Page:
Second, Gelber’s campaign contends that Bondi has aligned herself as being more supportive of business interests by using public appearances before groups like AIF to liken Gelber to former New York governor and attorney general Eliot Spitzer. While Spitzer was forced to resign from his governor’s post following a sex scandal, as AG he aggressively went after insurance and financial firms, earning the name "the sheriff of Wall Street."
Gelber's argument, then, is that Bondi told business groups that she endorses a position they’ve taken and took aim at her opponent by saying he would act tough on business interests. Let’s weigh those points.
On Aug. 19, 2010, Bondi attended a fundraiser held in her honor at the home of Florida Chamber of Commerce President Steve Halverson. The event, which raised $50,000 for her campaign was also co-hosted by Ericka Alba, head of Associated Industries of Florida, a group that lobbies before the state Legislature on business interests.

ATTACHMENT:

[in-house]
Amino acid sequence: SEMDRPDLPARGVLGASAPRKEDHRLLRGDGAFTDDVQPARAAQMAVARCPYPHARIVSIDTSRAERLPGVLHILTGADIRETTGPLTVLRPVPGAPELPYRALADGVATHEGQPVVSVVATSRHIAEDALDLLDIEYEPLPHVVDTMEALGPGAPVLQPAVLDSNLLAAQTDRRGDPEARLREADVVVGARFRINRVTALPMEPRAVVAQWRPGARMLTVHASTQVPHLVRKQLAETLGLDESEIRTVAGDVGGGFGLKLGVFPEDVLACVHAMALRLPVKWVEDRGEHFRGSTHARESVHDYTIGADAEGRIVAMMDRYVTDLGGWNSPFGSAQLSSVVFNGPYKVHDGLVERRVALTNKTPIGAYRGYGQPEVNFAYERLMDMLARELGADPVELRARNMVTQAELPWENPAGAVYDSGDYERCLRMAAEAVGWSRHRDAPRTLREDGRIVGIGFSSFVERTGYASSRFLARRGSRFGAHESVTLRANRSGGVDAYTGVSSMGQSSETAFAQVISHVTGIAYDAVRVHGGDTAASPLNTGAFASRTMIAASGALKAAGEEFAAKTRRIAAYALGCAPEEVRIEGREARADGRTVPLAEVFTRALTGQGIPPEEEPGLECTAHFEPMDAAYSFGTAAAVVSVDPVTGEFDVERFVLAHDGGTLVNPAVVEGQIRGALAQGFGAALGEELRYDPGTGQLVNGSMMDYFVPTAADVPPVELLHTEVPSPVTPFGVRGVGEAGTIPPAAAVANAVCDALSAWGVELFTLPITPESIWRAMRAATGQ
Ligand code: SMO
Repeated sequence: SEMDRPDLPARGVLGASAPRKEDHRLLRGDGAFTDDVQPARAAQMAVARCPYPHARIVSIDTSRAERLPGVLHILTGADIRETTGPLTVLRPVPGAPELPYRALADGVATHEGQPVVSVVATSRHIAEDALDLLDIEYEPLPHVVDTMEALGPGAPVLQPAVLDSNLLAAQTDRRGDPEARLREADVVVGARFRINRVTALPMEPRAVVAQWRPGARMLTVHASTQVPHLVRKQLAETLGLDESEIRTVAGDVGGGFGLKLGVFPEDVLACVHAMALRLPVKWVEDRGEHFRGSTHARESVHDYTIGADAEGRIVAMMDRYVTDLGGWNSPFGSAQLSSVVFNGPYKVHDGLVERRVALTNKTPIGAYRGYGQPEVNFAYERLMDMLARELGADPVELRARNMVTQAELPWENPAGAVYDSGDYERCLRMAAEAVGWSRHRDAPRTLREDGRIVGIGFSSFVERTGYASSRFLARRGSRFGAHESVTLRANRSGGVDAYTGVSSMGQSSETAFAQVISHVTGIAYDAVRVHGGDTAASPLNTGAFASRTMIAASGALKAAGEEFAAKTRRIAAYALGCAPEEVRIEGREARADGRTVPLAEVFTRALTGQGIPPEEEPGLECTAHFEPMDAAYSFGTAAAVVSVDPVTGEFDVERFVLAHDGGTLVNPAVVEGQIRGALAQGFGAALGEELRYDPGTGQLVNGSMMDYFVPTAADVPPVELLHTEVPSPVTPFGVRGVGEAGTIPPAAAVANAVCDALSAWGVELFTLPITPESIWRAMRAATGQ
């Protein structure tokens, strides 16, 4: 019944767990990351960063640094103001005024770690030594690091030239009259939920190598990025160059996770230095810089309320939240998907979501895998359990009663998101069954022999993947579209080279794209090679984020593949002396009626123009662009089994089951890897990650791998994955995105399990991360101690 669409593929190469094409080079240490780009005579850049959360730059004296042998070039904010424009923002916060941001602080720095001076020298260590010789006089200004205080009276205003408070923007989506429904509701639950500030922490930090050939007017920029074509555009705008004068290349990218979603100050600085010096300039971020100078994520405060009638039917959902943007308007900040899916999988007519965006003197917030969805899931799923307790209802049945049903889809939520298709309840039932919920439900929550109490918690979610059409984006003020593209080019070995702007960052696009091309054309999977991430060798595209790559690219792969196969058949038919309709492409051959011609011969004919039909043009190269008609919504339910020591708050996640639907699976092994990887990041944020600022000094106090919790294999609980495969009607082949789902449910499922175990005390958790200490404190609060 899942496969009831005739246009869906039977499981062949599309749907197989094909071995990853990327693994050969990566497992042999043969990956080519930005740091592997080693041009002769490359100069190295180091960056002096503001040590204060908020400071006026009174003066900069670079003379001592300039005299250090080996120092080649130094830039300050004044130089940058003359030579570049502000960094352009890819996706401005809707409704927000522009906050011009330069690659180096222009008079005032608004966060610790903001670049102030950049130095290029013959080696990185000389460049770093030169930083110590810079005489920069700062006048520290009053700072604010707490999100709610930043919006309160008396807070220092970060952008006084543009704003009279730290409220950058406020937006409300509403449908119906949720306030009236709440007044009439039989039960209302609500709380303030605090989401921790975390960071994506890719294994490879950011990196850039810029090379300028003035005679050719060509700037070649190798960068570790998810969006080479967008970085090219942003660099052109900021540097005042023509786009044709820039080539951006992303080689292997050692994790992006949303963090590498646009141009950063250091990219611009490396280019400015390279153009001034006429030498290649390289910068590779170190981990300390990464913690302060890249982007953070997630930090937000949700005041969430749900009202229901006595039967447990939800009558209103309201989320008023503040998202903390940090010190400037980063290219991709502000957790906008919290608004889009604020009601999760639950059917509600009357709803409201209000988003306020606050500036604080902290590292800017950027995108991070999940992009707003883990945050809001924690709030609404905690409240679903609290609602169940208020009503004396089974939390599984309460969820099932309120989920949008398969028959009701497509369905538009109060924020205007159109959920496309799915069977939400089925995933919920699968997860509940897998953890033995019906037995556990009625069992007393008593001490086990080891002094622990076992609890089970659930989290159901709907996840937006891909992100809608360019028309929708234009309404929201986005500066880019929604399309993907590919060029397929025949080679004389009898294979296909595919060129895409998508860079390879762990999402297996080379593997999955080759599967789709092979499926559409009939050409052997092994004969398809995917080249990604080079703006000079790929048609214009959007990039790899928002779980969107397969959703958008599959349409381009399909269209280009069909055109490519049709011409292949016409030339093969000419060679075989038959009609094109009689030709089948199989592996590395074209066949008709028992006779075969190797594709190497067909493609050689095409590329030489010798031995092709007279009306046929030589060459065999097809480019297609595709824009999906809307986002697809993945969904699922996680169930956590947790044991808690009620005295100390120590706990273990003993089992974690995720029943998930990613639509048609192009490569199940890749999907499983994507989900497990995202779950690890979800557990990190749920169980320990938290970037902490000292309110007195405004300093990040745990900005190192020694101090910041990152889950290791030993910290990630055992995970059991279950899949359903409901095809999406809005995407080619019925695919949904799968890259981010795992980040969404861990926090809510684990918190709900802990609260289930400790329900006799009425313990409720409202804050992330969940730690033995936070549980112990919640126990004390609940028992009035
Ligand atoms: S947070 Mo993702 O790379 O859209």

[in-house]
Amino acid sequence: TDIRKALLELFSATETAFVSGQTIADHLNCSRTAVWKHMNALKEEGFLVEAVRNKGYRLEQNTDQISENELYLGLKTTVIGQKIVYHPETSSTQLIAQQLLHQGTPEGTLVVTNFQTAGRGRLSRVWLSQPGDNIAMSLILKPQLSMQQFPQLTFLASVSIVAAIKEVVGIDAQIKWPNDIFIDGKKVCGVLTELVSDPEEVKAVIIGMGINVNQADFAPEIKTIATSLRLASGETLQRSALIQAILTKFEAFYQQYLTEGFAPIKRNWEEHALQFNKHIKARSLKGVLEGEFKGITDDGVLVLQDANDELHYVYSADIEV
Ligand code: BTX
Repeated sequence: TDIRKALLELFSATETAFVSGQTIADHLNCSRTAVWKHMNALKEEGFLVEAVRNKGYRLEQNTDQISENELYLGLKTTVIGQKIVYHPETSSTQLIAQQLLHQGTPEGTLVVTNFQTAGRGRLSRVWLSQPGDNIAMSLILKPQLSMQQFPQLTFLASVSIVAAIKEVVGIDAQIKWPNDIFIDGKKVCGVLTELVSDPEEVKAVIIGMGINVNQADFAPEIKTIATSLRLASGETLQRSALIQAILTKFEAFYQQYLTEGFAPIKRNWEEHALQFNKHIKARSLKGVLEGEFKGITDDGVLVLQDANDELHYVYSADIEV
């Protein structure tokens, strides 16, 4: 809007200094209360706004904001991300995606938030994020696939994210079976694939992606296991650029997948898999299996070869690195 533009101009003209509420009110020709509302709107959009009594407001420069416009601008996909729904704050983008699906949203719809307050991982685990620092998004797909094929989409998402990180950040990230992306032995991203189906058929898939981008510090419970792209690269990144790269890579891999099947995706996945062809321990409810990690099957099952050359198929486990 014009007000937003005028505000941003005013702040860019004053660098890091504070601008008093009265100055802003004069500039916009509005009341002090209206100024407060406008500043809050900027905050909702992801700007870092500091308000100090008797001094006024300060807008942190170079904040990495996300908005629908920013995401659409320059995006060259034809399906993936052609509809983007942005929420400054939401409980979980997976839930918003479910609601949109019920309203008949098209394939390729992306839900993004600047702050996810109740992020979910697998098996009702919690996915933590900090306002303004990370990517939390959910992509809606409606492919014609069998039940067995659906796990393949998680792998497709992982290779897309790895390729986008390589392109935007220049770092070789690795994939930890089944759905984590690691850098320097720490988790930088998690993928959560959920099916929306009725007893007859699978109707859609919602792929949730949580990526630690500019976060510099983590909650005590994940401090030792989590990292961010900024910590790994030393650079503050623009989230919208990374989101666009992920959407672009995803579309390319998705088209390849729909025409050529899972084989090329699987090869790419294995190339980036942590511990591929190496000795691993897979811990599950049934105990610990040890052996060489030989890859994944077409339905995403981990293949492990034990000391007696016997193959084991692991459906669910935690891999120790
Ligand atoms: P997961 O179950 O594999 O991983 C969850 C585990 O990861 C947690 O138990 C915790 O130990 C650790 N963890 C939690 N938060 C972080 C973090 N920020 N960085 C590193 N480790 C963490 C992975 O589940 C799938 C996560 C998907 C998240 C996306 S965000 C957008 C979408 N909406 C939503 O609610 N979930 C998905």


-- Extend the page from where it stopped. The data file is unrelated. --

During the event, Bondi clarified her position on the union-backed issue of "card check," which is opposed by big business groups like the U.S. Chamber of Commerce. Bondi said she opposed card check -- an element of the Employee Free Choice Act, proposed federal legislation that would allow unions to organize in a workplace if 50 percent of employees sign a card in public. Currently, unions can attempt to organize only under federally supervised secret-ballot elections.
Still, it's been more than a year since the Employee Free Choice Act was introduced into Congress on March 10, 2009, by its key co-sponsor, the late Massachusetts Sen. Edward Kennedy, and it has yet to come before the Senate for a full vote.